Back in the present time, the governor has announced that he will not be fighting the “reverse sweep” of money back into dozens of accounts that fund things like power cost equalization, university performance scholarships, the WWAMI Medical School program, and the vaccine assessment program. It’s obvious to him and everyone else that it would not go well for him, and that the legislature now has the votes to override it anyway. The governor had this to say:

“Programs like the Alaska Performance Scholarship and PCE — all items I included in my original budget but were not properly funded by the Legislature — are finally funded and qualified Alaskans can expect to take part in these programs.”

And let’s be clear about who the governor is throwing under the bus. It’s not “the legislature” that was the problem – the problem lies squarely with his own “Wasilla 22” led by Rep. Lance Pruitt, husband to Dunleavy’s communications director, Mary Ann Pruitt. (No conflict there!) Because the whole reverse sweep fiasco began when the Republican House Minority held their votes hostage and sabotaged what was normally a routine procedural matter for the governor’s PFD plan.

If you would like a handy field guide to the legislators that caused this entire problem and all its ensuing panic and angst, you can find it right HERE.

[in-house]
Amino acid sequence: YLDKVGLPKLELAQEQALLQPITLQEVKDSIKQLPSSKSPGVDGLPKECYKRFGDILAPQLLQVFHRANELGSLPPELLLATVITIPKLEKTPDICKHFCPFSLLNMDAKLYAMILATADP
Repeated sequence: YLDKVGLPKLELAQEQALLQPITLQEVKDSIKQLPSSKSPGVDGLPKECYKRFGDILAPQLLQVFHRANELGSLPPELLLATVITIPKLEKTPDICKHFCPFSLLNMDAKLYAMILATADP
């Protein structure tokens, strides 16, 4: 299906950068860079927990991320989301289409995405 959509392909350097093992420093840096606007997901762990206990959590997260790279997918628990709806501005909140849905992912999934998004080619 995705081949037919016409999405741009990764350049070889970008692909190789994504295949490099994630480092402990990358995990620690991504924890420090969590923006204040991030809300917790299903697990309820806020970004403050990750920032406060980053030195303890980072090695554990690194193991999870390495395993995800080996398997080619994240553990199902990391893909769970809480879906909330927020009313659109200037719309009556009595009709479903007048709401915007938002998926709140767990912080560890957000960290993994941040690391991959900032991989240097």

Alaskans across the political spectrum have been united in their disdain over this governor’s unconstitutional behavior and lack of fitness for the office. Signature gatherers collected over 10,000 signatures in just a few hours time across the state Thursday. That’s nearly half of the 28,501 needed to apply for the petition. In one day. With exactly $0 spent on advertising! It should be clear to all by now (even the most ardent internet troll) that the recall movement is no joke – it’s a groundswell. Thursday’s state-wide signature gathering campaign was organized, and widespread with locations in Anchorage, Fairbanks, Juneau, Wasilla, Bethel, Ketchikan, Homer, and beyond. Thousands more signatures are expected to be gathered at this week’s Salmonfest music festival in Ninilchik. The bipartisan effort has as co-chairs Vic Fischer (stalwart Dem. former legislator, and Constitutional Delegate), Arliss Sturgelewski (stalwart Republican and former legislator), and Joe Usibelli (stalwart former Dunleavy supporter and coal tycoon). Yes, Joe Usibelli of Usibelli Coal Mine. When the “open for business, and by business I mean mining” governor loses Joe Usibelli, we’ve crossed the rubicon.